In 1967 Kennecott Copper Corporation at Chino, New Mexico, conducted the first feasibility study and prototype test of trolley-assisted large mining trucks. The truck used was a Unit Rig Model M-100 with a 700 hp diesel engine, General Electric motorized wheels, and 24.00x49 tires. The testing indicated that the truck, carrying a payload of 123 tons up a 1,300 ft ramp at 7 percent incline, was able to increase its maximum speed from 6 mph to 13.5 mph by using trolley assist. The maximum voltage that could be maintained was only 634 volts and it was reasoned that a higher speed would have resulted if a higher trolley line voltage could have been supplied. (Truck Haulage Using Overhead Electrical Power to Conserve Diesel Fuel and Improve Haulage Economics (February 1981), by David M. Lake & William Brzezniak, General Electric Company. Presented at the 110th AIME Annual Meeting)
As part of an effort for the approval to increase production of waste rock and metal ore at the Bingham Canyon mine, from 150 million tons per year to 197 milion tons per year, it was mentioned that there were 61 trucks operating at the mine. The trucks in service were having their engines replaced by cleaner engines, and their dump beds upgraded from 240 tons to 255 tons.(Salt Lake Tribune, June 15, 1999; Deseret News, June 27, 1999)
Kennecott began testing Caterpillar's newest 400-ton capacity mine truck. The new truck, numbered as number 310, and used only to haul waste rock, was the first of a pair that would be tested at Bingham Canyon, and one of 18 that would be tested at various locations around the world. Caterpillar planned on the new truck being commercially available in 2001. The two trucks being tested were to join an existing fleet of 65 240-ton trucks currently in service at the Bingham mine. (Salt Lake Tribune, June 29, 1999)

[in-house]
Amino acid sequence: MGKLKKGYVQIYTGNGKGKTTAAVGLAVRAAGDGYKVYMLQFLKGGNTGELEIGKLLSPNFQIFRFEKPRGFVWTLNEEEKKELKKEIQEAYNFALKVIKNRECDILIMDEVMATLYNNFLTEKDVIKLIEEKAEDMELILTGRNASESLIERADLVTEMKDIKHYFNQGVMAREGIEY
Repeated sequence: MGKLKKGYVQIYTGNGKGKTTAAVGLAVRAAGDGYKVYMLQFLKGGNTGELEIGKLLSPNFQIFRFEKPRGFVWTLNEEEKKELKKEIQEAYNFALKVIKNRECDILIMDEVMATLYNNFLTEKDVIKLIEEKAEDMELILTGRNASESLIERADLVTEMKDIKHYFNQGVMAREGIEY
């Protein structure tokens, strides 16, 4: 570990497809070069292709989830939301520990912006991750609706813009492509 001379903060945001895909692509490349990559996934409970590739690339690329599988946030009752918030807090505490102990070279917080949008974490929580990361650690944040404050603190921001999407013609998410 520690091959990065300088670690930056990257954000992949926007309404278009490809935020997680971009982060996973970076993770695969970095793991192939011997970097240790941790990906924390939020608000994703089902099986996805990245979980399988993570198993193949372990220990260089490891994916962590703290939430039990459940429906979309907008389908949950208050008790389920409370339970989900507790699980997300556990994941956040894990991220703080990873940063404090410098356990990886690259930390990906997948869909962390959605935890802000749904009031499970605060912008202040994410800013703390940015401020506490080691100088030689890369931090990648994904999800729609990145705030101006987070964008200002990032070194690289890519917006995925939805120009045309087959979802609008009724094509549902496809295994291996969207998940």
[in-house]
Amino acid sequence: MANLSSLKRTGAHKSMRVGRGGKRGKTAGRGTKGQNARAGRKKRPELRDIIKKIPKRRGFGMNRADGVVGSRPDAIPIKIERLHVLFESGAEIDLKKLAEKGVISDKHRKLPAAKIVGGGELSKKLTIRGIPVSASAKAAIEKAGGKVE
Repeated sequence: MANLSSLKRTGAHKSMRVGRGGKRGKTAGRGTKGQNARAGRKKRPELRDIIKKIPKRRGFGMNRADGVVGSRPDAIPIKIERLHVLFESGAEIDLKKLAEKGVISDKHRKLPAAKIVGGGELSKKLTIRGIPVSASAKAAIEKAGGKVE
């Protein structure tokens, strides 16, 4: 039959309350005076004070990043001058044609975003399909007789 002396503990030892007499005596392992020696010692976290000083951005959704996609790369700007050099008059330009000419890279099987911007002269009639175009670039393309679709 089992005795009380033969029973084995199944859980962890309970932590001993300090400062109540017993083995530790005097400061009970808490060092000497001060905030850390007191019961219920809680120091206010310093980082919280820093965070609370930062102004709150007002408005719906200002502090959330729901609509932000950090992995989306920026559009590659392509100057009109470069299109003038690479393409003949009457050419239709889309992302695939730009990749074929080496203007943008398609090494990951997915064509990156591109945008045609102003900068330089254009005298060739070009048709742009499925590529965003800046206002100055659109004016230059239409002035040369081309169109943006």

At the time of the opening ceremony of Kennecott's modernized plant in September 1988, the mine was operating with electric shovels with 27 to 30 cubic yards capacity (about 50 to 60 tons), and truck with 170 to 200 tons capacity. (Deseret News, September 24, 1988)
In a news story about improved communications at the Bingham mine, the story mentions that Kennecot Utah Copper was operating 85 300-ton haul trucks, and 12 shovels. (Rajant Corporation case study)
Current Truck Fleet at Bingham
An undated summary at MiningTechnology.com shows a total of 65 haulage trucks at Bingham, along with ten shovels:
- 53 Caterpillar 793B and 793C trucks
- 2 Caterpillar 797 trucks
- 9 Komatsu 830E trucks
- 1 Komatsu 930E-2 truck
The Caterpillar trucks use mechanical-drive, and the Komatsu trucks use electric-drive.
Mining Truck Industry
In the decades between 1980 and 2000, unlike construction equipment, mining equipment continued to grow in size, moving from the 170- to 190-ton to the 240-ton truck, with the more than 300-tons in the offing. Six manufacturers--Komatsu (Haulpak), Terex (Unit Rig), Caterpillar, Liebherr Mining Truck (Wiseda), Volvo Construction Group (Euclid), and LeTourneau--were contesting for the large mining truck business. (William Haycraft, Yellow Steel, page 365)
Truck Roster Listings
The Unit Rig Story